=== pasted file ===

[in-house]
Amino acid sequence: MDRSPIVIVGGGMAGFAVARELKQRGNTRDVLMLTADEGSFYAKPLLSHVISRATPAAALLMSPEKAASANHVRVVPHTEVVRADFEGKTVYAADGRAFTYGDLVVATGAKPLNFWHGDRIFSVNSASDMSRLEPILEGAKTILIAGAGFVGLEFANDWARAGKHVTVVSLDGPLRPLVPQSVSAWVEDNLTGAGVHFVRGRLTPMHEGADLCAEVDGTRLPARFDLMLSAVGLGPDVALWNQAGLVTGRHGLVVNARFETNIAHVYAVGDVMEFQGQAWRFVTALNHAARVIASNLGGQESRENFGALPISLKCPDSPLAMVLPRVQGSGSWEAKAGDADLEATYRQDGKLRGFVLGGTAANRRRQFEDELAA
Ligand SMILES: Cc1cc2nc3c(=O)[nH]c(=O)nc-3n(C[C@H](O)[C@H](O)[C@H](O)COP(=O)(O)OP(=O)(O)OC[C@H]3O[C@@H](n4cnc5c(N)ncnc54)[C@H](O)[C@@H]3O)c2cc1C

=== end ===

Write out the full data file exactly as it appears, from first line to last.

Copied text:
[in-house]
Amino acid sequence: MDRSPIVIVGGGMAGFAVARELKQRGNTRDVLMLTADEGSFYAKPLLSHVISRATPAAALLMSPEKAASANHVRVVPHTEVVRADFEGKTVYAADGRAFTYGDLVVATGAKPLNFWHGDRIFSVNSASDMSRLEPILEGAKTILIAGAGFVGLEFANDWARAGKHVTVVSLDGPLRPLVPQSVSAWVEDNLTGAGVHFVRGRLTPMHEGADLCAEVDGTRLPARFDLMLSAVGLGPDVALWNQAGLVTGRHGLVVNARFETNIAHVYAVGDVMEFQGQAWRFVTALNHAARVIASNLGGQESRENFGALPISLKCPDSPLAMVLPRVQGSGSWEAKAGDADLEATYRQDGKLRGFVLGGTAANRRRQFEDELAA
Ligand SMILES: Cc1cc2nc3c(=O)[nH]c(=O)nc-3n(C[C@H](O)[C@H](O)[C@H](O)COP(=O)(O)OP(=O)(O)OC[C@H]3O[C@@H](n4cnc5c(N)ncnc54)[C@H](O)[C@@H]3O)c2cc1C